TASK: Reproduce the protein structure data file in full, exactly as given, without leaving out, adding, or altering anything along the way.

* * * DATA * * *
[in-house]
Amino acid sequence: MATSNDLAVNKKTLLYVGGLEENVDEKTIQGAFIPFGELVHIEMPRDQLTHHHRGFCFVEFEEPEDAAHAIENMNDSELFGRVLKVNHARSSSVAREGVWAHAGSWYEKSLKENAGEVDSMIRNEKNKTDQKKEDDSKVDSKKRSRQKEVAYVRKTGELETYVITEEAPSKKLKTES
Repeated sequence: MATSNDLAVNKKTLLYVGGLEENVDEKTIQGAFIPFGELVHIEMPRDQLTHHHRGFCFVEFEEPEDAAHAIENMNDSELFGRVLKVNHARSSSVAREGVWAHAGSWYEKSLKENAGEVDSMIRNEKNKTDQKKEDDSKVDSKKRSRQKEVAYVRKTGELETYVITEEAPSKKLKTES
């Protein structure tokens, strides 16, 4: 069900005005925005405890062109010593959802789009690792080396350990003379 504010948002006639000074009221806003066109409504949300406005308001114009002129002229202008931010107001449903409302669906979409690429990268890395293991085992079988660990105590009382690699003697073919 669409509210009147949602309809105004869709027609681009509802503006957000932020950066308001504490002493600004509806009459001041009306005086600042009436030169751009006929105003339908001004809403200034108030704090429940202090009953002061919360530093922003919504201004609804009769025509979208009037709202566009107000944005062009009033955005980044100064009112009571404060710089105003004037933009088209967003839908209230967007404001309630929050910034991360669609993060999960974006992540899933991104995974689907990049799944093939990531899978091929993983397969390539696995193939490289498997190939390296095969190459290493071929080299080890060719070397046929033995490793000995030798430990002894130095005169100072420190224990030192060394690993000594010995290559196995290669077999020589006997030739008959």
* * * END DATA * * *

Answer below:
[in-house]
Amino acid sequence: MATSNDLAVNKKTLLYVGGLEENVDEKTIQGAFIPFGELVHIEMPRDQLTHHHRGFCFVEFEEPEDAAHAIENMNDSELFGRVLKVNHARSSSVAREGVWAHAGSWYEKSLKENAGEVDSMIRNEKNKTDQKKEDDSKVDSKKRSRQKEVAYVRKTGELETYVITEEAPSKKLKTES
Repeated sequence: MATSNDLAVNKKTLLYVGGLEENVDEKTIQGAFIPFGELVHIEMPRDQLTHHHRGFCFVEFEEPEDAAHAIENMNDSELFGRVLKVNHARSSSVAREGVWAHAGSWYEKSLKENAGEVDSMIRNEKNKTDQKKEDDSKVDSKKRSRQKEVAYVRKTGELETYVITEEAPSKKLKTES
């Protein structure tokens, strides 16, 4: 069900005005925005405890062109010593959802789009690792080396350990003379 504010948002006639000074009221806003066109409504949300406005308001114009002129002229202008931010107001449903409302669906979409690429990268890395293991085992079988660990105590009382690699003697073919 669409509210009147949602309809105004869709027609681009509802503006957000932020950066308001504490002493600004509806009459001041009306005086600042009436030169751009006929105003339908001004809403200034108030704090429940202090009953002061919360530093922003919504201004609804009769025509979208009037709202566009107000944005062009009033955005980044100064009112009571404060710089105003004037933009088209967003839908209230967007404001309630929050910034991360669609993060999960974006992540899933991104995974689907990049799944093939990531899978091929993983397969390539696995193939490289498997190939390296095969190459290493071929080299080890060719070397046929033995490793000995030798430990002894130095005169100072420190224990030192060394690993000594010995290559196995290669077999020589006997030739008959």